Purpose The authors study the effect of increasing environmental awareness on shareholders' activism. Specificallly, this study aims to examine whether growing environmental awareness is reflected in more aggressive environmental shareholder proposals. Design/methodology/approach This study uses the 2010 Deepwater Horizon oil spill disaster as an exogenous event that increased shareholders' environmental awareness. This study analyzes the spill’s effect on the tone of proposals about environmental issues and nonenvironmental topics. Findings After the disaster, the tone of environmental proposals (i.e. the treatment group) is significantly more negative. In contrast, the tone of nonenvironmental proposals (i.e. the control group) is unaffected. This study interprets this finding as direct evidence that the oil spill led to increased shareholder environmental activism through proposals that targeted the environmental risks surrounding the business more aggressively. By contrast, this study finds no effect of the oil spill on the tone of managers' responses to the proposals, consistent with managers refraining from emphasizing environmental threats. Originality/value Anecdotal evidence and recent studies suggest a link between environmental disasters and shareholder pressure for corporate change. However, no prior research has investigated the channel through which shareholders could have exerted such pressure or has looked for direct evidence of it in the negotiations between shareholders and managers. By finding such evidence in shareholder proposals, this study fills in this gap.

Environmental awareness and shareholder proposals: the case of the Deepwater Horizon oil spill disaster

D'Augusta, Carlo
;
Grossetti, Francesco;Imperatore, Claudia
In corso di stampa

Abstract

Purpose The authors study the effect of increasing environmental awareness on shareholders' activism. Specificallly, this study aims to examine whether growing environmental awareness is reflected in more aggressive environmental shareholder proposals. Design/methodology/approach This study uses the 2010 Deepwater Horizon oil spill disaster as an exogenous event that increased shareholders' environmental awareness. This study analyzes the spill’s effect on the tone of proposals about environmental issues and nonenvironmental topics. Findings After the disaster, the tone of environmental proposals (i.e. the treatment group) is significantly more negative. In contrast, the tone of nonenvironmental proposals (i.e. the control group) is unaffected. This study interprets this finding as direct evidence that the oil spill led to increased shareholder environmental activism through proposals that targeted the environmental risks surrounding the business more aggressively. By contrast, this study finds no effect of the oil spill on the tone of managers' responses to the proposals, consistent with managers refraining from emphasizing environmental threats. Originality/value Anecdotal evidence and recent studies suggest a link between environmental disasters and shareholder pressure for corporate change. However, no prior research has investigated the channel through which shareholders could have exerted such pressure or has looked for direct evidence of it in the negotiations between shareholders and managers. By finding such evidence in shareholder proposals, this study fills in this gap.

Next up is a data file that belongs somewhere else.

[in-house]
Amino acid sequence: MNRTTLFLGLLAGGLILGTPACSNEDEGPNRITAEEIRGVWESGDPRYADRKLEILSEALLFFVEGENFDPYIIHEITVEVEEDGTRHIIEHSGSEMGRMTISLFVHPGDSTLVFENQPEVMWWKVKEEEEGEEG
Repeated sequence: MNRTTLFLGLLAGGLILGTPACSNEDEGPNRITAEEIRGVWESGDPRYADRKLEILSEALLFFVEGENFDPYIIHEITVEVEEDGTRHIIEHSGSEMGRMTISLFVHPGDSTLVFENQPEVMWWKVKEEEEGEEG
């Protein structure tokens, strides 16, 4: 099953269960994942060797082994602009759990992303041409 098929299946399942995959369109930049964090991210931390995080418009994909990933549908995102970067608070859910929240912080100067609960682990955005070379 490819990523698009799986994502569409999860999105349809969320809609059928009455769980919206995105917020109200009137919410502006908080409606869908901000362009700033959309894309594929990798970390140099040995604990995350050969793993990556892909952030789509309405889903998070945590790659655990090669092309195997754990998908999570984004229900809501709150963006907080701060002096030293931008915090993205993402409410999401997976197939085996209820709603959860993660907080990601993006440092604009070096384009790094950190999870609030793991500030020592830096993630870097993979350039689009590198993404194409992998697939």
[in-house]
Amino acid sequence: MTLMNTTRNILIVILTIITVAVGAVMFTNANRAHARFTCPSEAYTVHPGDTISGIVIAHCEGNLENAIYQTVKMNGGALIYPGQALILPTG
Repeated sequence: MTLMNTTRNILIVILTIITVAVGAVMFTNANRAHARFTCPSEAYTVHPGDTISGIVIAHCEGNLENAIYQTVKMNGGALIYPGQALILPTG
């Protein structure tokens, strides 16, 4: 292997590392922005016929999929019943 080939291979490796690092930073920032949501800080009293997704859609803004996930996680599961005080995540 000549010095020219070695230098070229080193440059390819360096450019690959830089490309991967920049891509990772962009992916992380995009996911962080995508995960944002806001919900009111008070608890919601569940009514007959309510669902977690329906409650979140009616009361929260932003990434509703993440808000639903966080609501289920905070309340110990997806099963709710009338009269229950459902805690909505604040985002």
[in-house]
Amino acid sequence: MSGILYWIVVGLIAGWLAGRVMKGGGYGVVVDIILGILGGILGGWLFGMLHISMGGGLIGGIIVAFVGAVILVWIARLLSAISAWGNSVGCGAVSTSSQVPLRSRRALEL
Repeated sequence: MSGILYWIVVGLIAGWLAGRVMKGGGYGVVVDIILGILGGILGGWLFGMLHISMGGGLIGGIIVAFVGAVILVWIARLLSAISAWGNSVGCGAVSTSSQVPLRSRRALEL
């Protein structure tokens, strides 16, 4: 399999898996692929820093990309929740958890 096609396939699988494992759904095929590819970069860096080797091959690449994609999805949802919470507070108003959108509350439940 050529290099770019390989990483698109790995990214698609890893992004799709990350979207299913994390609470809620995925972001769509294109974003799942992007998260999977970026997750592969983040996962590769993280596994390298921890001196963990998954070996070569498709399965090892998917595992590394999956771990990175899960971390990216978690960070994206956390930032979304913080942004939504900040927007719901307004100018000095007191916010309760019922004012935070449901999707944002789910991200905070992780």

In corso di stampa
2023
D'Augusta, Carlo; Grossetti, Francesco; Imperatore, Claudia
File in questo prodotto:
File Dimensione Formato  
10-1108_CG-03-2022-0139.pdf

accesso aperto

Descrizione: article
Tipologia: Pdf editoriale (Publisher's layout)
Licenza: Creative commons
Dimensione 255.99 kB
Formato Adobe PDF
255.99 kB Adobe PDF Visualizza/Apri

I documenti in IRIS sono protetti da copyright e tutti i diritti sono riservati, salvo diversa indicazione.

Utilizza questo identificativo per citare o creare un link a questo documento: https://hdl.handle.net/11565/4056297
Citazioni
  • ???jsp.display-item.citation.pmc??? ND
  • Scopus ND
  • ???jsp.display-item.citation.isi??? 2
social impact